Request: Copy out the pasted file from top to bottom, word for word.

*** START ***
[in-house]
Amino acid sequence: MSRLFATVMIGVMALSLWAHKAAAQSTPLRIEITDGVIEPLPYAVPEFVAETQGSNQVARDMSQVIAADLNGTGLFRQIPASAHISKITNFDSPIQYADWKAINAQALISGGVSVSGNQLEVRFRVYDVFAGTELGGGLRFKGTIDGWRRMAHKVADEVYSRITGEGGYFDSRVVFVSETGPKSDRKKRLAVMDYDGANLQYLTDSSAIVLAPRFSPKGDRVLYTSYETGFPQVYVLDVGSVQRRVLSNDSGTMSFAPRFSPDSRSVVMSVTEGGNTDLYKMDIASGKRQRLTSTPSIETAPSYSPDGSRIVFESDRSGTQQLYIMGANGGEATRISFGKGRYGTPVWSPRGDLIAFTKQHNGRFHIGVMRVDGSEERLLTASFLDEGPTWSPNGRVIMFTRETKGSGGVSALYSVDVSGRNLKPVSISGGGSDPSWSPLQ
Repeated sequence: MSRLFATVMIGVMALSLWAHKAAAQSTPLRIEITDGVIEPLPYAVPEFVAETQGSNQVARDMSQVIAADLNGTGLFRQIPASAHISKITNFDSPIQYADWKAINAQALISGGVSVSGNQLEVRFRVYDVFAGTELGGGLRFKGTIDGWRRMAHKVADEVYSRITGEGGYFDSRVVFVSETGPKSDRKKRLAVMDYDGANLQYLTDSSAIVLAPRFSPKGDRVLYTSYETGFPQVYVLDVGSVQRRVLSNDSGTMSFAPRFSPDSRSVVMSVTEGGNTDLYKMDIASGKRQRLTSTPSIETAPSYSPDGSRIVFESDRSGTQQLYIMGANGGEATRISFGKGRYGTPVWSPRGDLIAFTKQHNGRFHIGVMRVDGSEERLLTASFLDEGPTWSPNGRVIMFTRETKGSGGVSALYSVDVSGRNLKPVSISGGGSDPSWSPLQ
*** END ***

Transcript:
[in-house]
Amino acid sequence: MSRLFATVMIGVMALSLWAHKAAAQSTPLRIEITDGVIEPLPYAVPEFVAETQGSNQVARDMSQVIAADLNGTGLFRQIPASAHISKITNFDSPIQYADWKAINAQALISGGVSVSGNQLEVRFRVYDVFAGTELGGGLRFKGTIDGWRRMAHKVADEVYSRITGEGGYFDSRVVFVSETGPKSDRKKRLAVMDYDGANLQYLTDSSAIVLAPRFSPKGDRVLYTSYETGFPQVYVLDVGSVQRRVLSNDSGTMSFAPRFSPDSRSVVMSVTEGGNTDLYKMDIASGKRQRLTSTPSIETAPSYSPDGSRIVFESDRSGTQQLYIMGANGGEATRISFGKGRYGTPVWSPRGDLIAFTKQHNGRFHIGVMRVDGSEERLLTASFLDEGPTWSPNGRVIMFTRETKGSGGVSALYSVDVSGRNLKPVSISGGGSDPSWSPLQ
Repeated sequence: MSRLFATVMIGVMALSLWAHKAAAQSTPLRIEITDGVIEPLPYAVPEFVAETQGSNQVARDMSQVIAADLNGTGLFRQIPASAHISKITNFDSPIQYADWKAINAQALISGGVSVSGNQLEVRFRVYDVFAGTELGGGLRFKGTIDGWRRMAHKVADEVYSRITGEGGYFDSRVVFVSETGPKSDRKKRLAVMDYDGANLQYLTDSSAIVLAPRFSPKGDRVLYTSYETGFPQVYVLDVGSVQRRVLSNDSGTMSFAPRFSPDSRSVVMSVTEGGNTDLYKMDIASGKRQRLTSTPSIETAPSYSPDGSRIVFESDRSGTQQLYIMGANGGEATRISFGKGRYGTPVWSPRGDLIAFTKQHNGRFHIGVMRVDGSEERLLTASFLDEGPTWSPNGRVIMFTRETKGSGGVSALYSVDVSGRNLKPVSISGGGSDPSWSPLQ